- Many tributaries bring large amounts of water and silt from Arunachal Pradesh as well as Barak valley .
- The silt the water really cuts the river margins and it gets deposited in the river basin. This makes the basin progressively shallow.
- Climate Changes:
- Rising temperatures have caused increased rainfalls and flash floods in the last few years.
- Heavy rain has decreased the water carrying capacity of Brahmaputra river and its tributaries.
- Wetland encroachment:
- The soil in wetlands acts as a natural sponge in absorbing excess water.Plants and roots in marshy land also slow down the progress of floods.
- Increasing population in the state has resulted in farming activity and construction in the wetlands.
- Dams built on Brahmaputra river & its tributaries-
- Dams discharge huge water during rainfall for their safety because they cannot sustain so much hydrostatic pressure.
- Nature of River Brahmaputra:
- The tendency of river Brahmaputra of changing its course frequently and the river having a large number of tributaries.
- Denudation on either side of the river.
- Failure of desilting program:
- Failure of the implementation of desilting program as they are temporary and expensive.
Infrastructural challenges in Assam associated with floods:
- Major as well as arterial roads in most districts got submerged in water.
- National Highway 37 submerged at many places in the Kaziranga National Park.
- Train services got disrupted as water affected railway tracks at several places.
- Almost all the powers stations are invariably situated near the rivers because they draw water from the river to cool down the equipment and pump back the hot water into the river. The flooding damaged the electricity supply in many districts.
- Delays in provision of relief and rehabilitation of the flood victims.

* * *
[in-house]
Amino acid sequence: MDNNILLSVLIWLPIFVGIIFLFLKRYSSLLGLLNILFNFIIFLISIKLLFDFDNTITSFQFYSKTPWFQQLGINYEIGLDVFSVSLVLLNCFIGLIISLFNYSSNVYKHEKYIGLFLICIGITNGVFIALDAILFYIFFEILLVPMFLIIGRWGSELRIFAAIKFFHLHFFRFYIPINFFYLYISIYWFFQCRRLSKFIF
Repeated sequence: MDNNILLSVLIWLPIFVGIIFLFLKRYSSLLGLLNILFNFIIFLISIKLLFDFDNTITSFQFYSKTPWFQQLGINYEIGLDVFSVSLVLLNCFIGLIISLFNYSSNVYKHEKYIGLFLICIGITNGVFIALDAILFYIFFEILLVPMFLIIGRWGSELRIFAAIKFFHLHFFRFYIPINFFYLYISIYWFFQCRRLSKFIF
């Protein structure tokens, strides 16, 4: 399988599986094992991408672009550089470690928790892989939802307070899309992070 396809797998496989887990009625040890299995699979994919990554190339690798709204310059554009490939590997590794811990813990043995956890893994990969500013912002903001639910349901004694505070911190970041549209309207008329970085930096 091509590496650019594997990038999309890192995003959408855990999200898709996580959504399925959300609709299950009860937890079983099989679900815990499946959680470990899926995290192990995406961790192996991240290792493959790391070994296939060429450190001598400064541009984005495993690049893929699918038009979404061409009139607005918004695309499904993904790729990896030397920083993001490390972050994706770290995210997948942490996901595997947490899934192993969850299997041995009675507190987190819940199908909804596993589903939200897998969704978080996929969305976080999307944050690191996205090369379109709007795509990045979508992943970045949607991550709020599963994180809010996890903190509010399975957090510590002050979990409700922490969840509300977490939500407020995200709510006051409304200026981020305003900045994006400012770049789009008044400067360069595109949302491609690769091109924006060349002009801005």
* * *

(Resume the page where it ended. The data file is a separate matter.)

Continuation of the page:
- Appropriate meteorological forecasting – To enable a warning system for predicting the intensity and scale of floods so that rescue measures can be planned accordingly.
- Creating artificial embankments and restoring existing ones which have become ineffective.
- River Dredging – An initiative for dredging in river Bhramaputra for reducing the sediment load of the river is already being undertaken by the government of Assam.
- Integrated flood management programme by the Government of India.
- Monitoring and mapping of changes in the river course using satellite imagery.
- Flood inundation mapping and monitoring to enable better research and policy making.
Why are floods important for the North East region?
- Soils in the North East region are laterite soil which are deficit in nutrition. The river water helps to supplement the soil with rich nutrients needed by the thick vegetation and long living trees of this region.
Best way forward:
- Flood plain zoning- preventing human settlement or agriculture in wetlands and most hazardous flood zones.
- Reconsidering typology of houses in the flood prone areas. Stilted houses made with bamboo are usually more resistant to damage.
- Social infrastructure including schools, hospitals and community centres need to be located at a safe distance from the flood prone regions.
- Encouraging vegetation in the wetlands and near the riverbanks to act as a buffer against floods.